A new study showing that immigrants founded one-quarter of U.S. technology start-up companies could fuel calls to relax immigration rules ahead of next month's U.S. presidential elections, where the economy and immigration are key issues, Reuters reported.
The study "America's New Immigrant Entrepreneurs: Then and Now," found that 24.3 percent of engineering and technology start-up companies have at least one immigrant founder serving in a key role.
The study paid particular attention to Silicon Valley, where it analyzed 335 engineering and technology start-ups. It found that 43.9 percent were founded by at least one immigrant.
"High-skilled immigrants will remain a critical asset for maintaining U.S. competitiveness in the global economy," wrote the authors of the study, sponsored by the Kauffman Foundation, a nonprofit organization that promotes entrepreneurship.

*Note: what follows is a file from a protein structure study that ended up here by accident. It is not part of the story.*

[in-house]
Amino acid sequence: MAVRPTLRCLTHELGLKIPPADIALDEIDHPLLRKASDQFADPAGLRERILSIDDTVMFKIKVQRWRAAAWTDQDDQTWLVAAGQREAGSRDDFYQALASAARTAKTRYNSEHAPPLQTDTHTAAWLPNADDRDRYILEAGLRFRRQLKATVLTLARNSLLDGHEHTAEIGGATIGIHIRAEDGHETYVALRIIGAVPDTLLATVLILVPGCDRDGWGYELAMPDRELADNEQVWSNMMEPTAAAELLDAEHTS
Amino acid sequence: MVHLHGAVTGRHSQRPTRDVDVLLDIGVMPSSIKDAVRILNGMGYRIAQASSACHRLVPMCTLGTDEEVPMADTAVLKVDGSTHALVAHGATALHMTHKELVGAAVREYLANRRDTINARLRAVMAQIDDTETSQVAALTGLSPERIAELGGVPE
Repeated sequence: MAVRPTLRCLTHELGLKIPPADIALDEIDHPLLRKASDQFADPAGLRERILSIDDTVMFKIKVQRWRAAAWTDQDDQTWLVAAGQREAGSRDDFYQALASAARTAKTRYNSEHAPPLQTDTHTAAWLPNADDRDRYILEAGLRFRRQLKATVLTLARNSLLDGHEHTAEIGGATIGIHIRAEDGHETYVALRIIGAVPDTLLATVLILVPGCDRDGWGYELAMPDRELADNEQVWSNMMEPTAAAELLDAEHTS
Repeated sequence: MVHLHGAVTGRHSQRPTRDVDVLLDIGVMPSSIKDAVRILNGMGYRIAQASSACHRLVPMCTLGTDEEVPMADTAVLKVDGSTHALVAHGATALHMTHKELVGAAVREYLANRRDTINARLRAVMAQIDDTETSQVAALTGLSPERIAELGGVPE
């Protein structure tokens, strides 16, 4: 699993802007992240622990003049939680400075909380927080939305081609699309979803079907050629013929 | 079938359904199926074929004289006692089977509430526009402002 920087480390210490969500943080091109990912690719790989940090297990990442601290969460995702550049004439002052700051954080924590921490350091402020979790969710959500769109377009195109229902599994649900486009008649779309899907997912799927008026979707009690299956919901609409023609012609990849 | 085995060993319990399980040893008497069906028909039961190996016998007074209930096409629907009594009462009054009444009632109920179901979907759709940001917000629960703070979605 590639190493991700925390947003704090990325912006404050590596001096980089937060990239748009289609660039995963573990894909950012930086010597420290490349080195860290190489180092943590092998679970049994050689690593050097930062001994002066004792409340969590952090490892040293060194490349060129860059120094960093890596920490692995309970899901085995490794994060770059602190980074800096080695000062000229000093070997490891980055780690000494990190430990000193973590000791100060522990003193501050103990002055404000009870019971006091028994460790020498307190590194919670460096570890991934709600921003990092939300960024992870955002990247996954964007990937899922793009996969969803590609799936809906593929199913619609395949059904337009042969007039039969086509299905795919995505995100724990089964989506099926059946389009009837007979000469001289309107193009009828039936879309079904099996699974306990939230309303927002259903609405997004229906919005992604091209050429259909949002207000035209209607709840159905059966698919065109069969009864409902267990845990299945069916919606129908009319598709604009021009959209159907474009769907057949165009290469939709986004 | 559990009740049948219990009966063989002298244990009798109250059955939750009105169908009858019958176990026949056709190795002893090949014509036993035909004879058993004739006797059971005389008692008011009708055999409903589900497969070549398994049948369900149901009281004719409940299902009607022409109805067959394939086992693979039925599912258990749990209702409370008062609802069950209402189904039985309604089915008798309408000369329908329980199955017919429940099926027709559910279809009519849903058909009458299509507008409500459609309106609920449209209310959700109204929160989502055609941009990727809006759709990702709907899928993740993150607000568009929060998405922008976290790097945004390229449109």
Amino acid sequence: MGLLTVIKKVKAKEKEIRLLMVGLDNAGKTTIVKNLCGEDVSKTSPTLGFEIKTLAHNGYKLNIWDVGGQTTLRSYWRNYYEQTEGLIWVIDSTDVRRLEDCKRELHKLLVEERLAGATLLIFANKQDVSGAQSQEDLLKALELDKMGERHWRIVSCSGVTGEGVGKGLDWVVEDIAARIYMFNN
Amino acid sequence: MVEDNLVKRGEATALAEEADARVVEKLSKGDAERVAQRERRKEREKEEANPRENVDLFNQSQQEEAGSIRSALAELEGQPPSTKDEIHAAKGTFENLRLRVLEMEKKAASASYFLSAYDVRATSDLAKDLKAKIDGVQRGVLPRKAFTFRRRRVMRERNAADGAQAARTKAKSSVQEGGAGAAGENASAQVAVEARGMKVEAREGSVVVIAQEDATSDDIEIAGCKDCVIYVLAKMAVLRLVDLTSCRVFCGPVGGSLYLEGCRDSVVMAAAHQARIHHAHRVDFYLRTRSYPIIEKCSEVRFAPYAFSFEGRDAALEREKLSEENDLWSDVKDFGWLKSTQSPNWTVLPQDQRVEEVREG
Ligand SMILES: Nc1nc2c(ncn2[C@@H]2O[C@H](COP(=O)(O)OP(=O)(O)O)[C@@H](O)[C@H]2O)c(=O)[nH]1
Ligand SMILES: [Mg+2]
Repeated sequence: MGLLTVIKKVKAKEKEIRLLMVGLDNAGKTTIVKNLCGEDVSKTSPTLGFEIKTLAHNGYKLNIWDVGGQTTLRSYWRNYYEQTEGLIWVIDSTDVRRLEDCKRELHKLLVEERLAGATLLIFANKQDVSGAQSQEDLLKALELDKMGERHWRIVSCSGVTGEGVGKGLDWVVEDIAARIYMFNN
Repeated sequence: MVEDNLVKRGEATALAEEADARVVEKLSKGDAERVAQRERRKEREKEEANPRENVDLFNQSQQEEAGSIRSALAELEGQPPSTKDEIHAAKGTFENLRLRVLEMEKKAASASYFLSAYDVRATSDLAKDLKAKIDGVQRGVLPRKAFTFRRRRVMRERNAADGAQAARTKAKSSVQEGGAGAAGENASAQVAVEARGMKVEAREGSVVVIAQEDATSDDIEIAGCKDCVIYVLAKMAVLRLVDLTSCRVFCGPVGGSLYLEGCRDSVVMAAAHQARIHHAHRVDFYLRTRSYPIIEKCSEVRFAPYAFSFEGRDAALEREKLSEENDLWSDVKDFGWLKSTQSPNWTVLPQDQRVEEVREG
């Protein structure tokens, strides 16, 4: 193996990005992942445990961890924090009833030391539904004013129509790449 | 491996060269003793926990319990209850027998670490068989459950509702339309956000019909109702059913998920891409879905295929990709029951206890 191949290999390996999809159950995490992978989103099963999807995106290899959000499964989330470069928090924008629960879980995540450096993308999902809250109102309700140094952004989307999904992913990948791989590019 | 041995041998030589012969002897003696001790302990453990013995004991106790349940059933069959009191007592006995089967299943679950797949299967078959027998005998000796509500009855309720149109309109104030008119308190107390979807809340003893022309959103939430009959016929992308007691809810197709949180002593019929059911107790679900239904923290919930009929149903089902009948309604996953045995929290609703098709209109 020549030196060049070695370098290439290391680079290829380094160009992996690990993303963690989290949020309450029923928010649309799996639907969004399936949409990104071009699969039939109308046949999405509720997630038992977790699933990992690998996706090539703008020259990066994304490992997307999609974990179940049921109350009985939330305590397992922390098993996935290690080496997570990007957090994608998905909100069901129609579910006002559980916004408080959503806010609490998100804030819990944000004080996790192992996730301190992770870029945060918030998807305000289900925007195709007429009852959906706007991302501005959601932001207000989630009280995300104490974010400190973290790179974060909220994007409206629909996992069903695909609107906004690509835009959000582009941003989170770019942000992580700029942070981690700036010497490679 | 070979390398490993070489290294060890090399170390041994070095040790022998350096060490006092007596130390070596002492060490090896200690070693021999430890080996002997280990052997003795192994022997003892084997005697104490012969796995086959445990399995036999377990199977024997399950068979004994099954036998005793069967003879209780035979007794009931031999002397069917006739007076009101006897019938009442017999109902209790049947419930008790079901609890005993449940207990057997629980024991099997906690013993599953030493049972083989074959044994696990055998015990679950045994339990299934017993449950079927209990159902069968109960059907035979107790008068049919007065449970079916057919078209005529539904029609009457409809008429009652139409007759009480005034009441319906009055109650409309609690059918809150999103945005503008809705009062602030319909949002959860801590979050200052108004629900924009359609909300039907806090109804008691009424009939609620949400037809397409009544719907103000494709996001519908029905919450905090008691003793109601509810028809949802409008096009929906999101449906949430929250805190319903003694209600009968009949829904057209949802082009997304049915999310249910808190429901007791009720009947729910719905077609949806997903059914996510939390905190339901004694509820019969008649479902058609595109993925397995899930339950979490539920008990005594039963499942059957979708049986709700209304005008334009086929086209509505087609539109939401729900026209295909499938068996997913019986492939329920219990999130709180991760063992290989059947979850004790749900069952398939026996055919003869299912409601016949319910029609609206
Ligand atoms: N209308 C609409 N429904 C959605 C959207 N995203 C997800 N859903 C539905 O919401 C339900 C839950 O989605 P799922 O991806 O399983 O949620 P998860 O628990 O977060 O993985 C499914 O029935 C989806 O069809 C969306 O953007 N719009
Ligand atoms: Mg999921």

One of the authors, Singularity University's Vivek Wadhwa, called for a visa designed for entrepreneurs. "If we had a startup visa, we would have tens of thousands of new startups nationwide," he said in an email.
A separate study released by The Partnership for a New American Economy and the Center for American Progress, "The Economic Benefits of Passing the DREAM Act," estimates that passage of the DREAM Act would add $329 billion to the U.S. economy and create 1.4 million new jobs by 2030.
The legislation would grant a pathway to legal status to an estimated 2.1 million eligible youths who were brought here at a young age and who complete high school and some college or military service. The DREAM Act report can be found here.